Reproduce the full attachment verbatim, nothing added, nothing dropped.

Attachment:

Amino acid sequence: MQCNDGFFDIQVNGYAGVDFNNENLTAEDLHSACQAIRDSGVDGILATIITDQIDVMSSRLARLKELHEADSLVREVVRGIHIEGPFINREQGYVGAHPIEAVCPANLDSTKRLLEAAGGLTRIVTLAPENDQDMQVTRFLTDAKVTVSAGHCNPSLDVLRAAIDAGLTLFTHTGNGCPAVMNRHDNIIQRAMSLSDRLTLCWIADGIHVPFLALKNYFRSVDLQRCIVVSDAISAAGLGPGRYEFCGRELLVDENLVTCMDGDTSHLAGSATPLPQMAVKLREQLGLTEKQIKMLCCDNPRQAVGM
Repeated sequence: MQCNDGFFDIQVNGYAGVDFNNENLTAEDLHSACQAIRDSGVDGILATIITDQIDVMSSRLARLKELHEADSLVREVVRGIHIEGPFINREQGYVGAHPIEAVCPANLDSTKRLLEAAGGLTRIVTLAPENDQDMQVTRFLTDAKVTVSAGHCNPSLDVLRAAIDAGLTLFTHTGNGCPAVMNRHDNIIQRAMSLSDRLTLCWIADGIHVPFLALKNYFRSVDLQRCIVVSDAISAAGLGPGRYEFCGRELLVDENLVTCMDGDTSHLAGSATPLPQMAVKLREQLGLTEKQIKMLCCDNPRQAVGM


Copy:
Amino acid sequence: MQCNDGFFDIQVNGYAGVDFNNENLTAEDLHSACQAIRDSGVDGILATIITDQIDVMSSRLARLKELHEADSLVREVVRGIHIEGPFINREQGYVGAHPIEAVCPANLDSTKRLLEAAGGLTRIVTLAPENDQDMQVTRFLTDAKVTVSAGHCNPSLDVLRAAIDAGLTLFTHTGNGCPAVMNRHDNIIQRAMSLSDRLTLCWIADGIHVPFLALKNYFRSVDLQRCIVVSDAISAAGLGPGRYEFCGRELLVDENLVTCMDGDTSHLAGSATPLPQMAVKLREQLGLTEKQIKMLCCDNPRQAVGM
Repeated sequence: MQCNDGFFDIQVNGYAGVDFNNENLTAEDLHSACQAIRDSGVDGILATIITDQIDVMSSRLARLKELHEADSLVREVVRGIHIEGPFINREQGYVGAHPIEAVCPANLDSTKRLLEAAGGLTRIVTLAPENDQDMQVTRFLTDAKVTVSAGHCNPSLDVLRAAIDAGLTLFTHTGNGCPAVMNRHDNIIQRAMSLSDRLTLCWIADGIHVPFLALKNYFRSVDLQRCIVVSDAISAAGLGPGRYEFCGRELLVDENLVTCMDGDTSHLAGSATPLPQMAVKLREQLGLTEKQIKMLCCDNPRQAVGM